Knowing how to joke in the world
but not in a poem. The solemn
paintings are the ones that attract me,
& in some there’s a secret lightness,
a simplicity of heart.
If what I’m saying is true, it won’t
be “important.” Nothing knew,
not new. That I’m amazed
by the things I’ve seen in my life.
The world, its people, places. Lost
roads, traveled by pilgrims.
Ways of life, invisible traditions.
The last of so many things:
There’s the hint that is a rose.
What I became aware of once
in poems. Perhaps it was a song.
The scent left behind. Follow it. (Kim Dorman, “Ground”)
I’m fascinated by the first three issues of the pamphlet series/journal Slow Poetry in America, edited and produced in Toronto by Dale Smith, Hoa Nguyen and Michael Cavuto [they even have a facebook page]. American poets who arrived north a few years back, Smith and Nguyen are also the editors/publishers of the long-running Skanky Possum, a literary press which has since expanded into an occasional series of house-readings. As the website for Slow Poetry in America informs:
Slow Poetry in America is a quarterly poetry newsletter edited by Dale Smith, Hoa Nguyen, and Michael Cavuto. Each issue is printed in Toronto, ON and features one poet, and can be mailed anywhere in the world. Annual subscriptions ($10) are made on a rolling basis and will include the next four issues.
Bookstore/Institution Subscriptions are $25.00 annually and will receive 10 copies of each newsletter. Please email email@example.com for Bookstore/Institution Subscriptions.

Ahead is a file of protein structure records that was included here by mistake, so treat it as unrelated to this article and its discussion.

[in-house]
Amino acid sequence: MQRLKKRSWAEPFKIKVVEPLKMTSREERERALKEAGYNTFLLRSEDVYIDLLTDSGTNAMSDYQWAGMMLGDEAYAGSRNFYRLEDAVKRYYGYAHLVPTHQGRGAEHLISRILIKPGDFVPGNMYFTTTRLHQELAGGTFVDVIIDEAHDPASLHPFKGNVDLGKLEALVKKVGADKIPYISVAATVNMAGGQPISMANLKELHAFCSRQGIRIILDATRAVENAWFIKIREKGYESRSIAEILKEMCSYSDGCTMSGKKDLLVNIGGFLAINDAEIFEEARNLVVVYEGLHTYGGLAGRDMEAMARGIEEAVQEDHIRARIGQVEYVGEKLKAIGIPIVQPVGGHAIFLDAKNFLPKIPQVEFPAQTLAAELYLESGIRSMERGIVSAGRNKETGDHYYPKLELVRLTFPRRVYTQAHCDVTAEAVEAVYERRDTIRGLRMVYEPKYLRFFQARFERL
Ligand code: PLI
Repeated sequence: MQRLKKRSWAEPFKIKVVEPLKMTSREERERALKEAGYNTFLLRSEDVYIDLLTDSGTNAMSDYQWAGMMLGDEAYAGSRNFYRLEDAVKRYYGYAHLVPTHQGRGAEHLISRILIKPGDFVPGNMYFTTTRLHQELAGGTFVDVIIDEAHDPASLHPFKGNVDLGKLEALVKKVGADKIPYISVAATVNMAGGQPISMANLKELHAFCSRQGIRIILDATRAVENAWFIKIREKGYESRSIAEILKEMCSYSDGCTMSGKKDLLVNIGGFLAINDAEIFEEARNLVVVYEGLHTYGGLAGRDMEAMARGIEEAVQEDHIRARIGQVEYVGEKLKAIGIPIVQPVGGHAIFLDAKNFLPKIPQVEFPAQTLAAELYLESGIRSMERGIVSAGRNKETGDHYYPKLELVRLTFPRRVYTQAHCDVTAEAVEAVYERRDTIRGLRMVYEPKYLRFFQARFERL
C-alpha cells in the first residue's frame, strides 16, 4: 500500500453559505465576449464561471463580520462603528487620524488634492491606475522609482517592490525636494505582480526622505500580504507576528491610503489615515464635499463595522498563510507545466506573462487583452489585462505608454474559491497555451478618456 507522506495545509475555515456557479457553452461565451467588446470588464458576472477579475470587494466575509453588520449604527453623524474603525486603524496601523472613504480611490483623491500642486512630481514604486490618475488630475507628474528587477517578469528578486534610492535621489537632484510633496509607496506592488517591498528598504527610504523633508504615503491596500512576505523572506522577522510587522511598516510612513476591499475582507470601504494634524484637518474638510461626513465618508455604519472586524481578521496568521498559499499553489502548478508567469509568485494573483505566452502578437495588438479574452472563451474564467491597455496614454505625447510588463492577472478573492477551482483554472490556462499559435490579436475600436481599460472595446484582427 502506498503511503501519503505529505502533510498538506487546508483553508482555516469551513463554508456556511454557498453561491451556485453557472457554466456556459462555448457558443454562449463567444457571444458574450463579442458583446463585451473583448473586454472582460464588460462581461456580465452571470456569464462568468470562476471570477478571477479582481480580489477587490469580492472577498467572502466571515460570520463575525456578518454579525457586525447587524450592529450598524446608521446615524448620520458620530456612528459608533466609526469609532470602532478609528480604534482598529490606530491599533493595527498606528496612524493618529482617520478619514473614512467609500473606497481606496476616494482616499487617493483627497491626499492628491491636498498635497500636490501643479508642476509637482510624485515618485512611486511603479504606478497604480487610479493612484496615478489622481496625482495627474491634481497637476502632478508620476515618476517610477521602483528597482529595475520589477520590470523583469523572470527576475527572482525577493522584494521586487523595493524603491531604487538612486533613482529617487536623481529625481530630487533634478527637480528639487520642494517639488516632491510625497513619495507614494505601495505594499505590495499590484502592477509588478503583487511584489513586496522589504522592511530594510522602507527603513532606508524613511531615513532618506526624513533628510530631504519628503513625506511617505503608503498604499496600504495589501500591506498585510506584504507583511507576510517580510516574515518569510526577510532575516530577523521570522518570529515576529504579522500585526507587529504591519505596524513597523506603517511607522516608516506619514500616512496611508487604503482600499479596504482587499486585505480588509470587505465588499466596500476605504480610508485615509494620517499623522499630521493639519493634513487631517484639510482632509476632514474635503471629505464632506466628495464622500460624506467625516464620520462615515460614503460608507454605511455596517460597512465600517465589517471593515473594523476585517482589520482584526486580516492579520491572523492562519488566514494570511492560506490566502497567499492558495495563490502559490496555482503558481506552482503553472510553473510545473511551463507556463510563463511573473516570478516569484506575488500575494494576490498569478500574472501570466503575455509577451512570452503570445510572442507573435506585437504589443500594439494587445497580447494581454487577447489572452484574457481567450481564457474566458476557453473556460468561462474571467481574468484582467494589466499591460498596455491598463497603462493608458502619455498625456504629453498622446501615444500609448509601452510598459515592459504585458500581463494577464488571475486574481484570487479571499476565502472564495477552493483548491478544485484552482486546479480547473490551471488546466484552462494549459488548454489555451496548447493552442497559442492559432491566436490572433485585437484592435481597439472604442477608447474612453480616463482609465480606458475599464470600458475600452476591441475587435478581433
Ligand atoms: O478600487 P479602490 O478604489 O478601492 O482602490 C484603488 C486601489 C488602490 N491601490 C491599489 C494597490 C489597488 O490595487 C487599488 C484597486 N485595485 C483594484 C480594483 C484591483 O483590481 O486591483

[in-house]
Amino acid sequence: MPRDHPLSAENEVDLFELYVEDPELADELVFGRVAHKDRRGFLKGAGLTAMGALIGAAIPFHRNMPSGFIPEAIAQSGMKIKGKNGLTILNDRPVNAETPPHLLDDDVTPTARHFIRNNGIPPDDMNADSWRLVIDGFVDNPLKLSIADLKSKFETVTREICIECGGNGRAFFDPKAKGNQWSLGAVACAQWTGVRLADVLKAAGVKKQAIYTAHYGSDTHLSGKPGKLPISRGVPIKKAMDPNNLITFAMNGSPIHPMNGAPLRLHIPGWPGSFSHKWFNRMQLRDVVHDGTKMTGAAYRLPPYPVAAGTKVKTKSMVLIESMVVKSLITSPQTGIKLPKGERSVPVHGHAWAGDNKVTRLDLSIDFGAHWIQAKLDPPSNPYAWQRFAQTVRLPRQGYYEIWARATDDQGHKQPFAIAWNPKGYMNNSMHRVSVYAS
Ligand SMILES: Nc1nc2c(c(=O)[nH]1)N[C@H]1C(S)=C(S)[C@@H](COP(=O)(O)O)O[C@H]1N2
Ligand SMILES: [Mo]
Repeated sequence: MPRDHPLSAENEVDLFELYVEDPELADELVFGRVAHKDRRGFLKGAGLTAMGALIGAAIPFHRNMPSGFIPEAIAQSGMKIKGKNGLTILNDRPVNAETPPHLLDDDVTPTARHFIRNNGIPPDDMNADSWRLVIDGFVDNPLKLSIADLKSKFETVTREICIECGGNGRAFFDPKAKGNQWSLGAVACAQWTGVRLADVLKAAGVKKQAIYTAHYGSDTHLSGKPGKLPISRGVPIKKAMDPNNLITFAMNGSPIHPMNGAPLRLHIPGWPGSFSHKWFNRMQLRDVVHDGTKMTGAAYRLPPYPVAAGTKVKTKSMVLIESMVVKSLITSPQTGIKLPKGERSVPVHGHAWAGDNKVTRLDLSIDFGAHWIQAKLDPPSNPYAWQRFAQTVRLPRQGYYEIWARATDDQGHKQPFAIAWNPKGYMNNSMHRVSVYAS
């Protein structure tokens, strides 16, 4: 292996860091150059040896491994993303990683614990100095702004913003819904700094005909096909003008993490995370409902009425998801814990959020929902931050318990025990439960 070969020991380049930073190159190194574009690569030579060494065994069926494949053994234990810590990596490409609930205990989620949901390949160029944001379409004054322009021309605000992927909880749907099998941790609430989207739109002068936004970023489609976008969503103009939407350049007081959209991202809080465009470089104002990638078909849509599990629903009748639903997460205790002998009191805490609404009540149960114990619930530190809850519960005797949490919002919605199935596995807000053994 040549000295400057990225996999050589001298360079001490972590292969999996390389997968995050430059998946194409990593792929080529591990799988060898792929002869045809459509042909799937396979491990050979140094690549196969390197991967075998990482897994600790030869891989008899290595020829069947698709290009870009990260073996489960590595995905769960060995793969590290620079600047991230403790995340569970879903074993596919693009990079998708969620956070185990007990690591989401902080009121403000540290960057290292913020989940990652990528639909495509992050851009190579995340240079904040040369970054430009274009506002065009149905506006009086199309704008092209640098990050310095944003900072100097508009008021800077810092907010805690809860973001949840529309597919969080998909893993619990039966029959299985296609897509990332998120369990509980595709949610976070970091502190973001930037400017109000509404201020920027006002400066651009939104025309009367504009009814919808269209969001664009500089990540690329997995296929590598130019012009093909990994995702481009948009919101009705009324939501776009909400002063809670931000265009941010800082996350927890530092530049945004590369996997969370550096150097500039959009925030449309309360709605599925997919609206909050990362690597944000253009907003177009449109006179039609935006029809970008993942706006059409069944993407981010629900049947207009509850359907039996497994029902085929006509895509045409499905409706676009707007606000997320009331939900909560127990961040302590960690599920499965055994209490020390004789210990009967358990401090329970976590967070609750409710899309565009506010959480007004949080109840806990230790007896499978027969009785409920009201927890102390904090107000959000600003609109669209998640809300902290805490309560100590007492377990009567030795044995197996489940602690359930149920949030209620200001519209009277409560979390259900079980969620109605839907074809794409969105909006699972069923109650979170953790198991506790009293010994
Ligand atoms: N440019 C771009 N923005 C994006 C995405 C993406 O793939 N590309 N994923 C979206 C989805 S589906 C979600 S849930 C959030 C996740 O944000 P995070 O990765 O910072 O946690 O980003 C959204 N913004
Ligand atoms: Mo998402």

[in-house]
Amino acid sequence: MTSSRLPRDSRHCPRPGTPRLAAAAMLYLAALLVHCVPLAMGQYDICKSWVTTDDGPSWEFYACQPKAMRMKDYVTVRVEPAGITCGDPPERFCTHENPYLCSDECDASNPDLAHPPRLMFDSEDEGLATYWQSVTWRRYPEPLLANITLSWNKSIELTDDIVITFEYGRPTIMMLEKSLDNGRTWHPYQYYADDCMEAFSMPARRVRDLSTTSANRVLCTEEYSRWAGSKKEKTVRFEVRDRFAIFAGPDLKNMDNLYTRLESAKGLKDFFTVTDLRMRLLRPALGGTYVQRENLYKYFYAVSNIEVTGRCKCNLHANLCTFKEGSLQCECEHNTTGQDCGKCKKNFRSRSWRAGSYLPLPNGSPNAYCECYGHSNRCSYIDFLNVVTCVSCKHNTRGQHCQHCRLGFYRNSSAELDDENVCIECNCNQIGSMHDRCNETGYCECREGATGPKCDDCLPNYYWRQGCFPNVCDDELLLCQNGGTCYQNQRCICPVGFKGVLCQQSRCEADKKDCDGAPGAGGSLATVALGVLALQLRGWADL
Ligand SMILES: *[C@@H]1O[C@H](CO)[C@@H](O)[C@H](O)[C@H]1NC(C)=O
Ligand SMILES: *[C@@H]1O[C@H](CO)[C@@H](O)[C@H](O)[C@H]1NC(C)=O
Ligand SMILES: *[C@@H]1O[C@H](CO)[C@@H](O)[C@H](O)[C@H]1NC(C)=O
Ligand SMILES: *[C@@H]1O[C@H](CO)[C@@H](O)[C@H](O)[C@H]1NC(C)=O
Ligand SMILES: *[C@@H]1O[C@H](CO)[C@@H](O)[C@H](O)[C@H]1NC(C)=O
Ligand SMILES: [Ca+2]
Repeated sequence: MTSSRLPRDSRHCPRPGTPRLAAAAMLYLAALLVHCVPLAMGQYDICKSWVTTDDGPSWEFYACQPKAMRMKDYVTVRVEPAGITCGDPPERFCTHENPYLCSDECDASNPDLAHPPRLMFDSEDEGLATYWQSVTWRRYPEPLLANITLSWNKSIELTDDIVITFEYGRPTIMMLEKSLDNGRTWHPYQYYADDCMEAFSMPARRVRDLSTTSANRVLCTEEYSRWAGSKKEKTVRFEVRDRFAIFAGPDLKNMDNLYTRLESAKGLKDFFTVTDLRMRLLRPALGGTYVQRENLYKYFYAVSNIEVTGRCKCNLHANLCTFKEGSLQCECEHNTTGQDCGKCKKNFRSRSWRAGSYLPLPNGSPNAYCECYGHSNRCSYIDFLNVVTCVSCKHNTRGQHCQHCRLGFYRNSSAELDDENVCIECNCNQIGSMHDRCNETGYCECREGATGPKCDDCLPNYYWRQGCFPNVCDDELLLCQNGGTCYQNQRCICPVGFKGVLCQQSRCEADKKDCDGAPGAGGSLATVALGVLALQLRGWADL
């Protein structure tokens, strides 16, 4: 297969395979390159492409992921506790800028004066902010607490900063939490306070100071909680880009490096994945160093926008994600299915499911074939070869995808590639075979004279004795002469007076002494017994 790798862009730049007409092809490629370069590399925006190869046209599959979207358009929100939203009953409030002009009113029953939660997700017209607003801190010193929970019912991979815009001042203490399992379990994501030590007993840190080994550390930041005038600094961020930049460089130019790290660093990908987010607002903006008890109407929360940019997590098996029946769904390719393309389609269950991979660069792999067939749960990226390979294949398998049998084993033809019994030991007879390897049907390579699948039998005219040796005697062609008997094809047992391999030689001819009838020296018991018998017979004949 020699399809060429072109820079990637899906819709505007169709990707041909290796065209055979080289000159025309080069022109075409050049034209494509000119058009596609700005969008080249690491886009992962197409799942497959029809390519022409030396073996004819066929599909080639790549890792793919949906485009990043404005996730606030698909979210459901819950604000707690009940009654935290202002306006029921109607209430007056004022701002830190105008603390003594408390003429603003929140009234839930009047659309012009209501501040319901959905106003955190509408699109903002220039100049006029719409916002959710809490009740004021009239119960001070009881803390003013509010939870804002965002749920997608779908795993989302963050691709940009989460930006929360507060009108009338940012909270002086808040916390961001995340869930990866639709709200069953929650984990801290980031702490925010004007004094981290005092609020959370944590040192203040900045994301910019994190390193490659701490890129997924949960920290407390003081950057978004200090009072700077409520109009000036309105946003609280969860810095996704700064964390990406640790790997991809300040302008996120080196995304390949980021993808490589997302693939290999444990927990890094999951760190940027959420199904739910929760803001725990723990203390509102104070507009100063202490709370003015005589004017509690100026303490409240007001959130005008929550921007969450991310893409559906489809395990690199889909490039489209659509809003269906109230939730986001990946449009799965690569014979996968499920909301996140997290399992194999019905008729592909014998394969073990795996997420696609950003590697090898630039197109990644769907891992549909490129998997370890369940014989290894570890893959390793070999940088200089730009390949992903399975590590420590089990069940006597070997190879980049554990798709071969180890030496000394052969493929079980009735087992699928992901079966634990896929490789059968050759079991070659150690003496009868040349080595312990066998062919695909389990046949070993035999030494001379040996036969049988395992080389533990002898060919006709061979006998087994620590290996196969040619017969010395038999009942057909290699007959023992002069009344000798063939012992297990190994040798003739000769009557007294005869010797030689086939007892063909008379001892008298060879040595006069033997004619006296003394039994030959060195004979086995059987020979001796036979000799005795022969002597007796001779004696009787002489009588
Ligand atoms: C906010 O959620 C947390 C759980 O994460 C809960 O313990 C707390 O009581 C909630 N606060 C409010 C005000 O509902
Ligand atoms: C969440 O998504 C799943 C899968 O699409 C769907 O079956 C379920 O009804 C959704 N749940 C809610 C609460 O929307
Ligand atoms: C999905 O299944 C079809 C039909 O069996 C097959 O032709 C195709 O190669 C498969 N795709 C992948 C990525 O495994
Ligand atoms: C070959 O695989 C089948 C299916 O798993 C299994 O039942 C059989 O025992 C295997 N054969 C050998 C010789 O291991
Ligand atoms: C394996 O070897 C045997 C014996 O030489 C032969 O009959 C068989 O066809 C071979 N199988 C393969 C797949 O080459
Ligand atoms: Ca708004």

SPIA subscriptions seek only to cover the costs of printing & publishing, and do not earn any monetary profit.
Reminiscent of the pamphlets produced through Rachel Moritz’ WinteRed [see her 12 or 20 (small press) questions here] or Sylvester Pollet’s infamous Backwoods Broadsides, a series which ended an impressive twelve-year run back in 2006, Slow Poetry in America is a self-proclaimed “newsletter” that shares a title with Smith’s own most recent title, produced in 2015 by Victoria, Texas publisher Cuneiform Press, as well as an ongoing poetry and critical blog. Given that, it would seem to be that the title becomes, then, an umbrella, stretching across a larger poetic, from his own personal writing, to a collective sense of editing, reading and participating.
if i make
my trouble an
then i can sit at the table
sometimes (Marion Bell)
The first three issues are “GROUND,” by Texas poet Kim Dorman, “8 Poems,” by Philadelphia poet Marion Bell (June 2015) and “Sound Science: Selections,” by the late Texas (by way of Panama and New York) poet Lorenzo Thomas (1944-2005) from his 1992 trade collection Sound Science (October 2015), all of which exists as an introduction to poets I hadn’t even heard of previously. It is curious to see how Slow Poetry in America, at least so far, works to bring the work of Texan poets north of the border (which makes sense, given the decade-plus that Smith and Nguyen lived and worked there), and if this series is one that works as an extension of their prior work with Skanky Possum, or if it will be working to also engage with the literary community around them, in their new home in Toronto. Either way, these are compelling publications, and teasingly small, which can only entice.
Sometimes I’m saying I love you
Those words in English mean
I will not let anyone hurt you
But me (Lorenzo Thomas)